Priming: Exposure to one stimulus influences response to a subsequent stimulus. Priming can backfire so be careful. Message match is very important!
Framing: The way you deliver a message has a direct impact on how it is perceived. Get is a very powerful word because it implies that there is something in it for you.
WYSIATI: What you see is all there is
In regards to copywriting for landing pages we learned the following valuable nuggets:
Landing page copy fundamentals
- Shortens journey from click to conversion
- Follows up on “promises” made in an ad source
- Speaks to user motivation and addresses barriers
- Answers important questions and creates clarity
- Creates a clear path to the conversion goal
Remember Design and Copy go hand in hand! They have to be planned out together not separately.
- Answer questions
- Reinforce motivation
- Address barriers
Start with your information hierarchy
- Who are you communicating with?
- What do you want them to do?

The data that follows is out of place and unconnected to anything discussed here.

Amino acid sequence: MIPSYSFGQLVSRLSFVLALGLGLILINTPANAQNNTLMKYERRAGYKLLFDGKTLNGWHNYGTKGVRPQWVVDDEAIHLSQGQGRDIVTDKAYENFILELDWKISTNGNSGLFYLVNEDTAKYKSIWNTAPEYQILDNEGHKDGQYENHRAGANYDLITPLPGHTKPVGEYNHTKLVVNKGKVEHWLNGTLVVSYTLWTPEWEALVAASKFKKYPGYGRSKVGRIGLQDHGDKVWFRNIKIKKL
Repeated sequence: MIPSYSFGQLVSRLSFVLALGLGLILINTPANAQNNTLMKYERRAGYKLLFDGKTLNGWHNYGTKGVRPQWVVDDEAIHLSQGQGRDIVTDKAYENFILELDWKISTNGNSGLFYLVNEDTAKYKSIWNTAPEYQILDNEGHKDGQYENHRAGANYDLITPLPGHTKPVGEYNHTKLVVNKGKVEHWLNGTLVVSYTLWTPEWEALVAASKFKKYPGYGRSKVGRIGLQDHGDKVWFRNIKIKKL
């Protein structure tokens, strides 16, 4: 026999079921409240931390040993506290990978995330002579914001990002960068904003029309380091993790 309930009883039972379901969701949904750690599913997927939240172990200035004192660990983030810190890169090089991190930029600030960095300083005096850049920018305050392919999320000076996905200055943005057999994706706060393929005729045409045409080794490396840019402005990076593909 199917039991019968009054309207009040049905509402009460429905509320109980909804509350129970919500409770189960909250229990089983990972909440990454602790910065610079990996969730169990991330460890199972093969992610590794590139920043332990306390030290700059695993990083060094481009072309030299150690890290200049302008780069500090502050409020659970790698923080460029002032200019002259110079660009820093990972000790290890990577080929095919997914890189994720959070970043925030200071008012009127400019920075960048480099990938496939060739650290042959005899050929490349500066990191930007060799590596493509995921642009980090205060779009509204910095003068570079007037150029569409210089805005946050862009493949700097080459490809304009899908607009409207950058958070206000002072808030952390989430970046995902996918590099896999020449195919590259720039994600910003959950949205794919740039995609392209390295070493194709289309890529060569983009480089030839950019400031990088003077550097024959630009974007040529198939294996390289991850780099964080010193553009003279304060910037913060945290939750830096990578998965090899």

- Where is the traffic coming from?
In total the Landing Page Optimization (LPO) course consists of over four hours of advanced level lessons covering the LPO process in depth.
This is another course taught by CXL founder Peep Laja, he kicks off the course with this bold but true statement:
“There are plenty of people (some who call themselves optimizers) who claim to know immediately what’s wrong with a website, and how to improve it. Sure, some problems might be plain obvious. But you might be wrong — your personal preferences and bias get in the way. And — the better the website, the less obvious the problems are. So you’re left with opinions. But the problem is — your opinions don’t matter!”
It’s true, they don’t. Would you rather have a doctor operate on you based on opinion or careful examination and tests?
So every optimization project has to start with conversion research. It’s where you diagnose a website, and figure out where and how it’s leaking money. Once we know that, we can go ahead and start plugging the holes.”